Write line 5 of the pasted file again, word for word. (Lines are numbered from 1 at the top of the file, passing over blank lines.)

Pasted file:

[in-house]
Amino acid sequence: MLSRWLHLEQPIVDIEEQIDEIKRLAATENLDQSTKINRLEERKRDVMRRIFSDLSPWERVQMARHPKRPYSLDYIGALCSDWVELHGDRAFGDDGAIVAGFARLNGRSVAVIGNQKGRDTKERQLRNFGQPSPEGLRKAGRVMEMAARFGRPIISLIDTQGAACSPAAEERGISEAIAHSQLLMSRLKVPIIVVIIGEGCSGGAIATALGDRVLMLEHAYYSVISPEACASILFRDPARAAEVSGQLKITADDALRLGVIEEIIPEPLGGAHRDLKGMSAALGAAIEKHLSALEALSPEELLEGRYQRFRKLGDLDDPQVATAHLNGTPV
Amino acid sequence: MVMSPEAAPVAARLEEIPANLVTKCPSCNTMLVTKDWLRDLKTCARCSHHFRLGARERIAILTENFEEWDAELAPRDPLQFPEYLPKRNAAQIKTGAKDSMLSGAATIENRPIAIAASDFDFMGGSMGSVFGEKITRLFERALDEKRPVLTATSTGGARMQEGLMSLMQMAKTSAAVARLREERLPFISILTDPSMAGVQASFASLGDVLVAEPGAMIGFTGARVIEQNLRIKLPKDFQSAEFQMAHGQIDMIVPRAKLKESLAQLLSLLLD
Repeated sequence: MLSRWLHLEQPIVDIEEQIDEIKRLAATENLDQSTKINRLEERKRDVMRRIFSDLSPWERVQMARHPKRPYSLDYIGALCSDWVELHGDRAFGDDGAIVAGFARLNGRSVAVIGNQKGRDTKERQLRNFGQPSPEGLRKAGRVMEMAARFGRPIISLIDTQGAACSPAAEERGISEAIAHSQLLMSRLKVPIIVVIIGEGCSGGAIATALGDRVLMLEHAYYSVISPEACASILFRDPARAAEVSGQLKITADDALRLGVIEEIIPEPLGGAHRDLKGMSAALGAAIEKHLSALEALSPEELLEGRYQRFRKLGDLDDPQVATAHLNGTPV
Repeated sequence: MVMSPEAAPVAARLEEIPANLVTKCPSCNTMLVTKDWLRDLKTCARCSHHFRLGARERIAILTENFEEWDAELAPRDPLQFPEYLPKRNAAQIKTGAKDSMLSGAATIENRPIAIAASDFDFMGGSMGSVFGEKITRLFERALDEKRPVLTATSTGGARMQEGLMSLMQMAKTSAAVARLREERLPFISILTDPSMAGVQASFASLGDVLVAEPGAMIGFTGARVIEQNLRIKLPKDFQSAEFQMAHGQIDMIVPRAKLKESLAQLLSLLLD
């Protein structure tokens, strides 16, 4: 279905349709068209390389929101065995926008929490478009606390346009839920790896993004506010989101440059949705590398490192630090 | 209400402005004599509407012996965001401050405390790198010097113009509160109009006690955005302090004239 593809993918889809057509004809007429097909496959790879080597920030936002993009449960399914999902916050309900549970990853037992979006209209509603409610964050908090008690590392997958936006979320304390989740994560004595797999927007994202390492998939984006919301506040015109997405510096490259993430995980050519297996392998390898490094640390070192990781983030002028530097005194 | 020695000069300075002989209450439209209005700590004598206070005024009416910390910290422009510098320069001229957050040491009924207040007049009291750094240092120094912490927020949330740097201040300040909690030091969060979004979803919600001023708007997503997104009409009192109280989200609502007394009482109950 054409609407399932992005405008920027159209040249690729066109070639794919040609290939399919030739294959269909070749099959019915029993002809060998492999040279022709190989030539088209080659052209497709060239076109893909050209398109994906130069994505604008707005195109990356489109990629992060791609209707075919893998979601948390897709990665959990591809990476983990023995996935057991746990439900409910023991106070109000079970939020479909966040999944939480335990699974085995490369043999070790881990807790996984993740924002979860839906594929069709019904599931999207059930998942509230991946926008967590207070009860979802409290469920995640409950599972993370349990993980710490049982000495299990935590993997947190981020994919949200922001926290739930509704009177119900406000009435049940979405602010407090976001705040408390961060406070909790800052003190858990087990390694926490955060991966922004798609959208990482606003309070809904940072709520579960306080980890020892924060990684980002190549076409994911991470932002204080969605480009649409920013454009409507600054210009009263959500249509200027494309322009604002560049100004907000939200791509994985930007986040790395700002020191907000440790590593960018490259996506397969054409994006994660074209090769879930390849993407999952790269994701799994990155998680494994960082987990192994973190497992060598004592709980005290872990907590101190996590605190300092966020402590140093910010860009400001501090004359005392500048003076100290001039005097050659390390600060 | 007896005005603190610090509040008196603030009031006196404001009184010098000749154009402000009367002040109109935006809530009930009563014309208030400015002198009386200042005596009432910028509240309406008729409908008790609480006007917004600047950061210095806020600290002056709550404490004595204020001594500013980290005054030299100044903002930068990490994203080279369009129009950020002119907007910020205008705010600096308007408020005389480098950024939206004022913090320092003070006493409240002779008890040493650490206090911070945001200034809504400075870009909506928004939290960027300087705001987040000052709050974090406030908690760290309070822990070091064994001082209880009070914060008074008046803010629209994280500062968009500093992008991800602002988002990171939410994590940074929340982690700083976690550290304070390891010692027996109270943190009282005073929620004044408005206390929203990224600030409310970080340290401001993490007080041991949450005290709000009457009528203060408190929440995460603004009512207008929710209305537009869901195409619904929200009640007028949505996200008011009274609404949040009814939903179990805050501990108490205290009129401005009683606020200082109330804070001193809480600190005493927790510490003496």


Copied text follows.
Repeated sequence: MVMSPEAAPVAARLEEIPANLVTKCPSCNTMLVTKDWLRDLKTCARCSHHFRLGARERIAILTENFEEWDAELAPRDPLQFPEYLPKRNAAQIKTGAKDSMLSGAATIENRPIAIAASDFDFMGGSMGSVFGEKITRLFERALDEKRPVLTATSTGGARMQEGLMSLMQMAKTSAAVARLREERLPFISILTDPSMAGVQASFASLGDVLVAEPGAMIGFTGARVIEQNLRIKLPKDFQSAEFQMAHGQIDMIVPRAKLKESLAQLLSLLLD